Sunday morning, mum rings. She can't get her gas fire to come on and is worried that she'll have no hot water. I try to tell her that she doesn't need the fire on - its a lovely warm sunny day and that it has nothing to do with heating the water, the central heating does that. She is clearly angling for me to go over. I explain I can't, we're going out for lunch with friends, I'll see her on Monday. She says she can't hear me. She rings again, same old, same old. She rings again, she can't get the central heating to work. I tell her to look at the instructions I left her or ask a neighbour to help. She puts the phone down on me. That was the short version.

We go out to celebrate our friends' wedding anniversary. We return home late afternoon before going to the festival. The phone rings several times but no message is left on the answerphone. I do not answer, fearing more emotional blackmail.

We return from the festival at around 11pm. (The Proclaimers and the finale fireworks were awesome!) The phone rings. Its mum. She says she has been burgled. Oh the guilt. I go over with beloved son. She says she went to ask a neighbour to help with the central heating but did not lock the kitchen door behind her. When she came back, her wedding and engagement rings had gone and the keys to the house and garage. I am dubious, she does not seem quite as upset as I would have expected but a search does not find the missing items. I ask her where her purse is and check its usual resting place. It is not there. She says the burglar must have taken it. I phone the bank to cancel the visa card. The bank tells me that the pin has already been blocked, it looks as though someone has tried to use the card with an incorrect pin number, a stoke of luck given that mum has the pin number written on a piece of card in her purse. Yes, I know. Anyway, the bank cancels the card.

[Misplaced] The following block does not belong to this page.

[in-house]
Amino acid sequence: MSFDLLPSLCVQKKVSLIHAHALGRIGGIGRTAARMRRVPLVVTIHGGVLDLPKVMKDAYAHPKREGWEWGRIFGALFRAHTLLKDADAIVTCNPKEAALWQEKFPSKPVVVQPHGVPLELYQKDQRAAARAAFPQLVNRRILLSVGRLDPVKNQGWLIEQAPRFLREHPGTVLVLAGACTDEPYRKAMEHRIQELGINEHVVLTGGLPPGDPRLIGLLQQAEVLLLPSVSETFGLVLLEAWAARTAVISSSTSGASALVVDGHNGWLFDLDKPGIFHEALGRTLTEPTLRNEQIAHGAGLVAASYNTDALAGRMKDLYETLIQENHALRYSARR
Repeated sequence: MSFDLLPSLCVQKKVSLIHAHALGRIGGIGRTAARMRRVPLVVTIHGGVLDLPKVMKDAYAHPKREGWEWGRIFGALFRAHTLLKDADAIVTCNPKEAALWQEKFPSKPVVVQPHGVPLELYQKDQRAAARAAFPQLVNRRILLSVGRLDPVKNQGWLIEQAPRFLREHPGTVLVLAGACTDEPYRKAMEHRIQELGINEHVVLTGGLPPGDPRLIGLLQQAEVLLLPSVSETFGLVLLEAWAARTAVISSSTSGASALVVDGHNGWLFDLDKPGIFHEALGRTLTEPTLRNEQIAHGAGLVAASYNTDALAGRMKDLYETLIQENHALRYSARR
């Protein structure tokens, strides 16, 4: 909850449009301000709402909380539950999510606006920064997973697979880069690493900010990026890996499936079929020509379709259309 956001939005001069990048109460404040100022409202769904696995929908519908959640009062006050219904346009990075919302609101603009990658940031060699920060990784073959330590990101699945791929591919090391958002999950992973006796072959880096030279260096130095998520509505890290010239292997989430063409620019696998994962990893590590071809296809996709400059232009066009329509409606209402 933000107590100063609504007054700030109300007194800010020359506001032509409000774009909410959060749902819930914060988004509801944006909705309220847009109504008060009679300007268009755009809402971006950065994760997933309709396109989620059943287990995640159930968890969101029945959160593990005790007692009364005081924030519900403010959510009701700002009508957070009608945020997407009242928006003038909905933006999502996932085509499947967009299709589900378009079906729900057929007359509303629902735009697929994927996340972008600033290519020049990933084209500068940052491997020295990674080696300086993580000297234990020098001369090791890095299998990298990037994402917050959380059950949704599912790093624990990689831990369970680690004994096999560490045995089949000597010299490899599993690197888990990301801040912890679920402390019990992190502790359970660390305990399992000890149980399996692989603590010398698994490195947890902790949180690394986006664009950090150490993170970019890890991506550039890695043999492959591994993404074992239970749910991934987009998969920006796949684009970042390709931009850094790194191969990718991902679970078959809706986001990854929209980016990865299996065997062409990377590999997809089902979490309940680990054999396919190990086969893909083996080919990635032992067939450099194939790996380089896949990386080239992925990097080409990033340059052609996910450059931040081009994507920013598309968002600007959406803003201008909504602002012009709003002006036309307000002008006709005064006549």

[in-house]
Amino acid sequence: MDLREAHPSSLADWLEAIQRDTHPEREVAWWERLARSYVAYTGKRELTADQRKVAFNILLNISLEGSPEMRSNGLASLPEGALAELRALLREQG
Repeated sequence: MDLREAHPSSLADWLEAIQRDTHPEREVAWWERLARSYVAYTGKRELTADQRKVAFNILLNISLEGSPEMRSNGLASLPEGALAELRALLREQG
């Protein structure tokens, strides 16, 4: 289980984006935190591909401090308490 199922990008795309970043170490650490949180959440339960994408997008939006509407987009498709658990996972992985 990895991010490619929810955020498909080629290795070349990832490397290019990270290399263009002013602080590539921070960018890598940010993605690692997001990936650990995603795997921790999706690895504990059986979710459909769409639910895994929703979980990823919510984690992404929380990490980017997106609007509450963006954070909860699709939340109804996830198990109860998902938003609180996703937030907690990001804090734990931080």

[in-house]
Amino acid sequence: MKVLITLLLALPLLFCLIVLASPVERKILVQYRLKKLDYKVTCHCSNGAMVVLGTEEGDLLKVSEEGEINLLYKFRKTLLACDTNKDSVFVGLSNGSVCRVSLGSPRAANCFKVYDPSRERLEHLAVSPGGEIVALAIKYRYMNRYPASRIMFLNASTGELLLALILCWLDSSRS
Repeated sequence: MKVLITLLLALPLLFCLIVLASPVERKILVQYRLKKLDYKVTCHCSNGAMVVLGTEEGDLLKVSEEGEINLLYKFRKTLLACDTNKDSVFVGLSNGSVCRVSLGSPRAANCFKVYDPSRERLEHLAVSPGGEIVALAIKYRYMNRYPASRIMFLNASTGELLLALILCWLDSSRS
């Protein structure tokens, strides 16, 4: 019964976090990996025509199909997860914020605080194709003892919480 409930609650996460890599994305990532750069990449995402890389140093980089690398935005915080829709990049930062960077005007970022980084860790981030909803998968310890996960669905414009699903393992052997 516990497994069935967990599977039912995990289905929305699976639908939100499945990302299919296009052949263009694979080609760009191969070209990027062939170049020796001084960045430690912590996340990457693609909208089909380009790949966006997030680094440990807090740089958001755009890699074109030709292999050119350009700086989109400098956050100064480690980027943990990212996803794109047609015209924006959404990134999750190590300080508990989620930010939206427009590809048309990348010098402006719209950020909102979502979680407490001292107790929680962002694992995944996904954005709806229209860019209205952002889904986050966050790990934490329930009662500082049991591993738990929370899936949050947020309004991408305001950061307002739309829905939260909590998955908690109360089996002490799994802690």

I phone the police and the locksmith. Before they arrive I dash home to get my bank card to pay the locksmith and collect BS's delightful new girlfriend. She tells me that BS has told her they will both stay with my mum overnight as the burglary has unsettled her. A huge relief as I thought I was going to have to do it. Mr Lily gives me £300 cash to save using my card. Meanwhile BS is trying to persuade mum that moving to the flat near me is a good idea. Arrive back at mum's to find a policeman already there. Gave him the details and agreed to arrange a proper statement interview later in the week, also a visit from the crime prevention unit. The locksmith arrives and fits new locks to the front, kitchen and lounge doors and fixes a padlock on the garage. The bill comes to £315.10.

I ask mum for the £300 I'd handed to her 20 minutes earlier. While she is looking for it, I give the locksmith £15.10. Mum is searching the house for the cash. We all help. Nowhere to be found. Where do you think you might have put it? we ask. Under the pillow, she replies. We look under the pillow. We do not find the £300. We do find her purse, complete with its original cash contents and bank card and house keys. She says she took her purse with her when she went to the neighbours but doesn't remember putting it under the pillow. I don't think you've been burgled, I tell her, trying to explain why. She is confused. I continue looking for the £300. I move some tissues on her bedside trolley. Underneath are her rings. I take them to her and lead her back to where I found them. She pleads ignorance. I tell her she definitely hasn't been burgled. I am beginning to wonder whether it has all been staged.

The £300 is still missing. I pay the locksmith with my bank card. He gives me my £15.10 back. I am slightly hysterical. For a few moments it seems hilariously funny that mum's non-existent burglary has resulted in an unnecessary 999 call and multiple lock changing. Slightly less amusing is the fact that Mr Lily and I have now paid £615.10 for a total waste of time and effort. Mum is fixating on paying me back Mr Lily's £300 using the money from her purse, about half the amount. It is 3am. I tell her we'll sort it out tomorrow. I don't fancy my chances explaining about the money, I get the feeling that if she finds the £300 cash and returns it, she will think she has cleared the debt. Ah well. Easy come, easy go.

Its 9 minutes past 5. Sigh. I'm beginning to think frog-marching mum to a retirement home is the only sensible option.

Well, I went back to bed, told the long-suffering Mr Lily the sorry tale. Then I was wide awake. So here I am again. Its 10 to 6. Uuurrgh